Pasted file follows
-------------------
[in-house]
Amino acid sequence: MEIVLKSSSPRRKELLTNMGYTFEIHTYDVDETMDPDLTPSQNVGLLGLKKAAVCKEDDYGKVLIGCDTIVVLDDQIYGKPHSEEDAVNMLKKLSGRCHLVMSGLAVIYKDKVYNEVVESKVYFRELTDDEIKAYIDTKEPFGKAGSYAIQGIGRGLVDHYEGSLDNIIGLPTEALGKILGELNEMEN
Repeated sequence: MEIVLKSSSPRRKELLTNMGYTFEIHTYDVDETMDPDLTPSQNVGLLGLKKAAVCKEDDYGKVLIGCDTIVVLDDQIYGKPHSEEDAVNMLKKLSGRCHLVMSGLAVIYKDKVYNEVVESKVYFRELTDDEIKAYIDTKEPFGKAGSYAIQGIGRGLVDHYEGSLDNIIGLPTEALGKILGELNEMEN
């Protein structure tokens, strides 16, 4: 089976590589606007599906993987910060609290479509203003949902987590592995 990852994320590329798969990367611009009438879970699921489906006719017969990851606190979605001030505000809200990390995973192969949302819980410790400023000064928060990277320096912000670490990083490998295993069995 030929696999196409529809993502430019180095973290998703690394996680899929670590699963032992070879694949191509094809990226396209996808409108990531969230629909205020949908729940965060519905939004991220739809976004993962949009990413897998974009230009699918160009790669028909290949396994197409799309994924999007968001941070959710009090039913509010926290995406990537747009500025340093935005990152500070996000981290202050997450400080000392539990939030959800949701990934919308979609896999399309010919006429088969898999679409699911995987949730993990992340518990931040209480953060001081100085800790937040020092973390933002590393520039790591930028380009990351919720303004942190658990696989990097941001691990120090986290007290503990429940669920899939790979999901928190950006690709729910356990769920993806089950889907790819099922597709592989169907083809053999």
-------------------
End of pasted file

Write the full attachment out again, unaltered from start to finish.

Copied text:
[in-house]
Amino acid sequence: MEIVLKSSSPRRKELLTNMGYTFEIHTYDVDETMDPDLTPSQNVGLLGLKKAAVCKEDDYGKVLIGCDTIVVLDDQIYGKPHSEEDAVNMLKKLSGRCHLVMSGLAVIYKDKVYNEVVESKVYFRELTDDEIKAYIDTKEPFGKAGSYAIQGIGRGLVDHYEGSLDNIIGLPTEALGKILGELNEMEN
Repeated sequence: MEIVLKSSSPRRKELLTNMGYTFEIHTYDVDETMDPDLTPSQNVGLLGLKKAAVCKEDDYGKVLIGCDTIVVLDDQIYGKPHSEEDAVNMLKKLSGRCHLVMSGLAVIYKDKVYNEVVESKVYFRELTDDEIKAYIDTKEPFGKAGSYAIQGIGRGLVDHYEGSLDNIIGLPTEALGKILGELNEMEN
């Protein structure tokens, strides 16, 4: 089976590589606007599906993987910060609290479509203003949902987590592995 990852994320590329798969990367611009009438879970699921489906006719017969990851606190979605001030505000809200990390995973192969949302819980410790400023000064928060990277320096912000670490990083490998295993069995 030929696999196409529809993502430019180095973290998703690394996680899929670590699963032992070879694949191509094809990226396209996808409108990531969230629909205020949908729940965060519905939004991220739809976004993962949009990413897998974009230009699918160009790669028909290949396994197409799309994924999007968001941070959710009090039913509010926290995406990537747009500025340093935005990152500070996000981290202050997450400080000392539990939030959800949701990934919308979609896999399309010919006429088969898999679409699911995987949730993990992340518990931040209480953060001081100085800790937040020092973390933002590393520039790591930028380009990351919720303004942190658990696989990097941001691990120090986290007290503990429940669920899939790979999901928190950006690709729910356990769920993806089950889907790819099922597709592989169907083809053999």